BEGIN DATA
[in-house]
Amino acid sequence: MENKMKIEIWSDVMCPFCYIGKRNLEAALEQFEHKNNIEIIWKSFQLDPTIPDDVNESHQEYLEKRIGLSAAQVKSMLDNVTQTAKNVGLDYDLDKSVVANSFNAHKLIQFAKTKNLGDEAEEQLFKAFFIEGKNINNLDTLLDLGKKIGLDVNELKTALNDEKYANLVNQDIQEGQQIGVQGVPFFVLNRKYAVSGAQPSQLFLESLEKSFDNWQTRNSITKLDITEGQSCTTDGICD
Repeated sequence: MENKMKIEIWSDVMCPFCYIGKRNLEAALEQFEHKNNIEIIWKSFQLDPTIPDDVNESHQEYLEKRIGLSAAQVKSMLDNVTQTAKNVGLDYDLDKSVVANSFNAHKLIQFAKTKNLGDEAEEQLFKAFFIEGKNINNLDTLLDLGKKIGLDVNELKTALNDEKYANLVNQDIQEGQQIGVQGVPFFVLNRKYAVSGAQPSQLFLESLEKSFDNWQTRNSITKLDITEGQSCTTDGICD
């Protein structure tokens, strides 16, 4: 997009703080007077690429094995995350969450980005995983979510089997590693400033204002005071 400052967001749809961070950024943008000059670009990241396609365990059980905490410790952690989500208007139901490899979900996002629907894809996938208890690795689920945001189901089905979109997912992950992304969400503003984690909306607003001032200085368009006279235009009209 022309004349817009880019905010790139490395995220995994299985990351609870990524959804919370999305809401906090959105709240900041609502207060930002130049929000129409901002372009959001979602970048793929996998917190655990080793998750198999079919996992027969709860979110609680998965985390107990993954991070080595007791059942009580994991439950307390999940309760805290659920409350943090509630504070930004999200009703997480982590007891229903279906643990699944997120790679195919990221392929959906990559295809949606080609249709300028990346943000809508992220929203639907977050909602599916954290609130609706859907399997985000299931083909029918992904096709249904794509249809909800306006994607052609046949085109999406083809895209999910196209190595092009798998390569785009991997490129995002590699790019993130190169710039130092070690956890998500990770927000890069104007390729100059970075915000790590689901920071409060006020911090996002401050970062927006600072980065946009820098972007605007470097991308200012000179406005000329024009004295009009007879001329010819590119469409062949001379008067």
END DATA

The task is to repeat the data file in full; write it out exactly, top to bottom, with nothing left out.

[in-house]
Amino acid sequence: MENKMKIEIWSDVMCPFCYIGKRNLEAALEQFEHKNNIEIIWKSFQLDPTIPDDVNESHQEYLEKRIGLSAAQVKSMLDNVTQTAKNVGLDYDLDKSVVANSFNAHKLIQFAKTKNLGDEAEEQLFKAFFIEGKNINNLDTLLDLGKKIGLDVNELKTALNDEKYANLVNQDIQEGQQIGVQGVPFFVLNRKYAVSGAQPSQLFLESLEKSFDNWQTRNSITKLDITEGQSCTTDGICD
Repeated sequence: MENKMKIEIWSDVMCPFCYIGKRNLEAALEQFEHKNNIEIIWKSFQLDPTIPDDVNESHQEYLEKRIGLSAAQVKSMLDNVTQTAKNVGLDYDLDKSVVANSFNAHKLIQFAKTKNLGDEAEEQLFKAFFIEGKNINNLDTLLDLGKKIGLDVNELKTALNDEKYANLVNQDIQEGQQIGVQGVPFFVLNRKYAVSGAQPSQLFLESLEKSFDNWQTRNSITKLDITEGQSCTTDGICD
């Protein structure tokens, strides 16, 4: 997009703080007077690429094995995350969450980005995983979510089997590693400033204002005071 400052967001749809961070950024943008000059670009990241396609365990059980905490410790952690989500208007139901490899979900996002629907894809996938208890690795689920945001189901089905979109997912992950992304969400503003984690909306607003001032200085368009006279235009009209 022309004349817009880019905010790139490395995220995994299985990351609870990524959804919370999305809401906090959105709240900041609502207060930002130049929000129409901002372009959001979602970048793929996998917190655990080793998750198999079919996992027969709860979110609680998965985390107990993954991070080595007791059942009580994991439950307390999940309760805290659920409350943090509630504070930004999200009703997480982590007891229903279906643990699944997120790679195919990221392929959906990559295809949606080609249709300028990346943000809508992220929203639907977050909602599916954290609130609706859907399997985000299931083909029918992904096709249904794509249809909800306006994607052609046949085109999406083809895209999910196209190595092009798998390569785009991997490129995002590699790019993130190169710039130092070690956890998500990770927000890069104007390729100059970075915000790590689901920071409060006020911090996002401050970062927006600072980065946009820098972007605007470097991308200012000179406005000329024009004295009009007879001329010819590119469409062949001379008067």